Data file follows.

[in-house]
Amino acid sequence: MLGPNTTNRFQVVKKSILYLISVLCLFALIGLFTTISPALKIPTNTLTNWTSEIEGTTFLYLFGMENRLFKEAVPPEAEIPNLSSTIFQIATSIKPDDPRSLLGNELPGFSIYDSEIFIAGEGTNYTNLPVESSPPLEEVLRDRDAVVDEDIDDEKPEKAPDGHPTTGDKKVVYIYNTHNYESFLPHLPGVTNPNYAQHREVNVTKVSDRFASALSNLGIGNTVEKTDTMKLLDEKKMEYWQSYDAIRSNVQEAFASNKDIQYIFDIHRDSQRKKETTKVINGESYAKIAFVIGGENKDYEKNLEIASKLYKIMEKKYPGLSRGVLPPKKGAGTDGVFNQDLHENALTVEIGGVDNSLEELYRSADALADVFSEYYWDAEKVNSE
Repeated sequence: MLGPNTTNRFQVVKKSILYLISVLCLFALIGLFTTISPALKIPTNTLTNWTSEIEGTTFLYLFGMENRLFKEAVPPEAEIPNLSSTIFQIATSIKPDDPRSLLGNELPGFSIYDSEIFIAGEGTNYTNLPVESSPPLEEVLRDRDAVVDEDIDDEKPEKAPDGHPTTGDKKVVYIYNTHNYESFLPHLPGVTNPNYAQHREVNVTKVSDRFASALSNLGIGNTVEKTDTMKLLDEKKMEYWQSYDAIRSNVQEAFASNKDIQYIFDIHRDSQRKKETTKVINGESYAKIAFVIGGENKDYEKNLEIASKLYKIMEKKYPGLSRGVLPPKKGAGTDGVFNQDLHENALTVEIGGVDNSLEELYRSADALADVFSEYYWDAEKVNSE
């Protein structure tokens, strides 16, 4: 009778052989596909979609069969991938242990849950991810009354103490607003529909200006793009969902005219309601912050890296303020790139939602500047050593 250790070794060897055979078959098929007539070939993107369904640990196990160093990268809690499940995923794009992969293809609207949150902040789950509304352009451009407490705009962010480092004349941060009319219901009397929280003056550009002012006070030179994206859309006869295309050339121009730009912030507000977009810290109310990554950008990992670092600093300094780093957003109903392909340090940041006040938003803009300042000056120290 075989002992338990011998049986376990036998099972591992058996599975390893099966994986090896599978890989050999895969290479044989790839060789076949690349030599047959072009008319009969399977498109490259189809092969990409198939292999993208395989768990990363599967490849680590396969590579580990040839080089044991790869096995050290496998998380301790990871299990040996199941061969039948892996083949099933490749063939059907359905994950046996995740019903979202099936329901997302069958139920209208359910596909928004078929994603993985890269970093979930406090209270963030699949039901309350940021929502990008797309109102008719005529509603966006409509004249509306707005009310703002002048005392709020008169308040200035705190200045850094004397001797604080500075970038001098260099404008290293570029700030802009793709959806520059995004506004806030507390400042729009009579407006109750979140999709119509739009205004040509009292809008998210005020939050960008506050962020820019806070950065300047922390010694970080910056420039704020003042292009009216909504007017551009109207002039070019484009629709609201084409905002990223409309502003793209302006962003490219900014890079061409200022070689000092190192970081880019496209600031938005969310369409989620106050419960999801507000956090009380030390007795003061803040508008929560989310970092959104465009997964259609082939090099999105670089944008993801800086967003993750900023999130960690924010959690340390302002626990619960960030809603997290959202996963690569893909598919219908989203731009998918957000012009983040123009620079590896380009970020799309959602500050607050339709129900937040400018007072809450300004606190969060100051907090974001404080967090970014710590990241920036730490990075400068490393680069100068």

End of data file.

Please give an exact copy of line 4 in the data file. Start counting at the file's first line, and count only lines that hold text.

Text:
């Protein structure tokens, strides 16, 4: 009778052989596909979609069969991938242990849950991810009354103490607003529909200006793009969902005219309601912050890296303020790139939602500047050593 250790070794060897055979078959098929007539070939993107369904640990196990160093990268809690499940995923794009992969293809609207949150902040789950509304352009451009407490705009962010480092004349941060009319219901009397929280003056550009002012006070030179994206859309006869295309050339121009730009912030507000977009810290109310990554950008990992670092600093300094780093957003109903392909340090940041006040938003803009300042000056120290 075989002992338990011998049986376990036998099972591992058996599975390893099966994986090896599978890989050999895969290479044989790839060789076949690349030599047959072009008319009969399977498109490259189809092969990409198939292999993208395989768990990363599967490849680590396969590579580990040839080089044991790869096995050290496998998380301790990871299990040996199941061969039948892996083949099933490749063939059907359905994950046996995740019903979202099936329901997302069958139920209208359910596909928004078929994603993985890269970093979930406090209270963030699949039901309350940021929502990008797309109102008719005529509603966006409509004249509306707005009310703002002048005392709020008169308040200035705190200045850094004397001797604080500075970038001098260099404008290293570029700030802009793709959806520059995004506004806030507390400042729009009579407006109750979140999709119509739009205004040509009292809008998210005020939050960008506050962020820019806070950065300047922390010694970080910056420039704020003042292009009216909504007017551009109207002039070019484009629709609201084409905002990223409309502003793209302006962003490219900014890079061409200022070689000092190192970081880019496209600031938005969310369409989620106050419960999801507000956090009380030390007795003061803040508008929560989310970092959104465009997964259609082939090099999105670089944008993801800086967003993750900023999130960690924010959690340390302002626990619960960030809603997290959202996963690569893909598919219908989203731009998918957000012009983040123009620079590896380009970020799309959602500050607050339709129900937040400018007072809450300004606190969060100051907090974001404080967090970014710590990241920036730490990075400068490393680069100068």